a) Petitioner (‘All India Union Bank O icers Federation’) filed a writ petition before the High Court challenging constitutional validity of section 17(2)(viii) of the Income-tax Act, 1961, read with Rule 3(7)(i) of the Income-tax Rules, 1962.
b) Section 17(2)(viii) provides the method for computation of perquisite value of interest free or concessional loan provided by an employer to his employee on the basis of interest rate charged by the State Bank of India (SBI).
c) Petitioner challenged the constitutional validity of aforesaid section by contending that it was unfair to compare the rate of interest charged by the individual banks on the loans advanced to their employees with the rate of interest o ered by the State Bank of India as each bank fixed its own rate of interest, depending upon the economies of their operation.
The High Court held as under:
1) Rule 3(7)(i) does not even make a distinction between di erent categories of employees or between employees of di erent banks. Hence, the petitioners cannot compare themselves with the employees of the State Bank of India to contend that there is discrimination.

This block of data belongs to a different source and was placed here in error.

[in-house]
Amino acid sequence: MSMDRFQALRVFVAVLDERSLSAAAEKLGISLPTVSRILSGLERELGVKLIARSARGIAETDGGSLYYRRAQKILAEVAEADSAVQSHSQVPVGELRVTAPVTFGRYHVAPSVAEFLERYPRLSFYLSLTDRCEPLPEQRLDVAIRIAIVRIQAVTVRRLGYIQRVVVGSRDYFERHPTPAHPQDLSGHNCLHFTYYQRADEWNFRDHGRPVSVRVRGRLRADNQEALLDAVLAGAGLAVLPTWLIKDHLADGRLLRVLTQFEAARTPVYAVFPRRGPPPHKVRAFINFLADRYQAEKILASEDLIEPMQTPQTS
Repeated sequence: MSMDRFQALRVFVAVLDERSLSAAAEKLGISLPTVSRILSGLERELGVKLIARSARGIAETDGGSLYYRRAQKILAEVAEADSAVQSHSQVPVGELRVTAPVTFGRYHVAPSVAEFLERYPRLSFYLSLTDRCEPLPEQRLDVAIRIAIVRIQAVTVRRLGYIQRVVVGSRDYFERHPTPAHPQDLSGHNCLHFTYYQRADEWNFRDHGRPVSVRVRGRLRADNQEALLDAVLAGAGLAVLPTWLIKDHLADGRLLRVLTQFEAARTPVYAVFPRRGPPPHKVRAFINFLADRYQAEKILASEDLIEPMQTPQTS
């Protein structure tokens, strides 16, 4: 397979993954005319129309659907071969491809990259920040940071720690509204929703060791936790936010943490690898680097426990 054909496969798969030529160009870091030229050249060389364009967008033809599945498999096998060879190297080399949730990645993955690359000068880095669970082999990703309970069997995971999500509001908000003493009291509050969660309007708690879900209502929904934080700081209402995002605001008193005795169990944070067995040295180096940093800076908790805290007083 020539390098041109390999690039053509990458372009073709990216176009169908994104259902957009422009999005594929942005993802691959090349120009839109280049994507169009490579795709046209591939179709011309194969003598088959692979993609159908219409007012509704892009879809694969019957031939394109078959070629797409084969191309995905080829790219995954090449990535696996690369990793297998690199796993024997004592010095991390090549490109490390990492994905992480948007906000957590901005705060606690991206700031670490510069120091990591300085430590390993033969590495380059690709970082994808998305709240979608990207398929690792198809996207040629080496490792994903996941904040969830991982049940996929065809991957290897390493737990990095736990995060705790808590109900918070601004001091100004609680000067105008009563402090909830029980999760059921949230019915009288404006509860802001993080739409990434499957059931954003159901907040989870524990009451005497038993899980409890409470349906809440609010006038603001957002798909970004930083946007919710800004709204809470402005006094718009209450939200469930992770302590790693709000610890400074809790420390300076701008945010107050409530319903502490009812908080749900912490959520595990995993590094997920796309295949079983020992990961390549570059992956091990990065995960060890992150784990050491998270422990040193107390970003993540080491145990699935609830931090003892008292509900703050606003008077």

2) If the State Bank of India charges interest at rate of 10% per annum on the loans advanced to its employees and another bank charges interest at rate of 7% per annum on the loans advanced to its employees, then the employees of the State Bank of India end up paying more in the form of interest than their counterparts in other banks.
3) If at all it is the employee of the State Bank of India, who can perhaps raise an argument that they are su ering a handicap in the form of a higher rate of tax. The employees of other banks end up paying income tax at slab rate on the di erential interest rate of 3%.
4) Therefore, the challenge on the basis of Article 14 is completely meaningless. The challenge to Section 17(2)(viii) as well as to Rule 3(7)(i) has to fail-  69 taxmann.com 371 (Madras)